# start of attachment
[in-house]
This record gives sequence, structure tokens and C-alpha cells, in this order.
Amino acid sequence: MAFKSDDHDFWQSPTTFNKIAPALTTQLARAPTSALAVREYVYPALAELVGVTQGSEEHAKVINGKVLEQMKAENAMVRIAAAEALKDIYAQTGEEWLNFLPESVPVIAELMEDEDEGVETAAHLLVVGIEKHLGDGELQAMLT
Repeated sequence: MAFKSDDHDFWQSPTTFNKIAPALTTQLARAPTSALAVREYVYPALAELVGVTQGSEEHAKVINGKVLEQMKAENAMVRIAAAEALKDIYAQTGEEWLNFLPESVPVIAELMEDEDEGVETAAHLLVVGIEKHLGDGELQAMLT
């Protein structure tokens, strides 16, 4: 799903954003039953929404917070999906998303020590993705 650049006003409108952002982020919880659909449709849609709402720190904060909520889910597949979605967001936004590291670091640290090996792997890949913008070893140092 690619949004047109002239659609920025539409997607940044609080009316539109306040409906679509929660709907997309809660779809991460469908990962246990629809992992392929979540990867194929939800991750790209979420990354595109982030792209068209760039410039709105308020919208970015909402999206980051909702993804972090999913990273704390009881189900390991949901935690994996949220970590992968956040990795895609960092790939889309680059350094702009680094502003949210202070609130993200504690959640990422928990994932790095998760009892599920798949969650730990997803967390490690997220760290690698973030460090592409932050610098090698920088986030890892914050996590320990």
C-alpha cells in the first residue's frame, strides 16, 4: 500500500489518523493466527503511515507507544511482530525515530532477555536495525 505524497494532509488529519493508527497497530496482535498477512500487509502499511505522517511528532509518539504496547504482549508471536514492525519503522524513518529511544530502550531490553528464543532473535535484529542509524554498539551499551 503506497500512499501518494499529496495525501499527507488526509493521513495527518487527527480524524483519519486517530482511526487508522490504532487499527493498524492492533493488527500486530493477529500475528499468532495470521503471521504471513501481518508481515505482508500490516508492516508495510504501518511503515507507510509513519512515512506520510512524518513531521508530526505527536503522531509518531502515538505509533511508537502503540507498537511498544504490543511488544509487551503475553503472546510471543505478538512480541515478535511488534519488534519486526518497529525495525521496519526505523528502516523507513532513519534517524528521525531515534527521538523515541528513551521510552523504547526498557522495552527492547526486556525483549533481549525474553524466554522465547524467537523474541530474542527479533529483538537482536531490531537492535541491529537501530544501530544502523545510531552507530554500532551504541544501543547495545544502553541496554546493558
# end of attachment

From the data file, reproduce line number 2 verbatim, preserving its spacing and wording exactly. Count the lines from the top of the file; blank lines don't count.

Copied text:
This record gives sequence, structure tokens and C-alpha cells, in this order.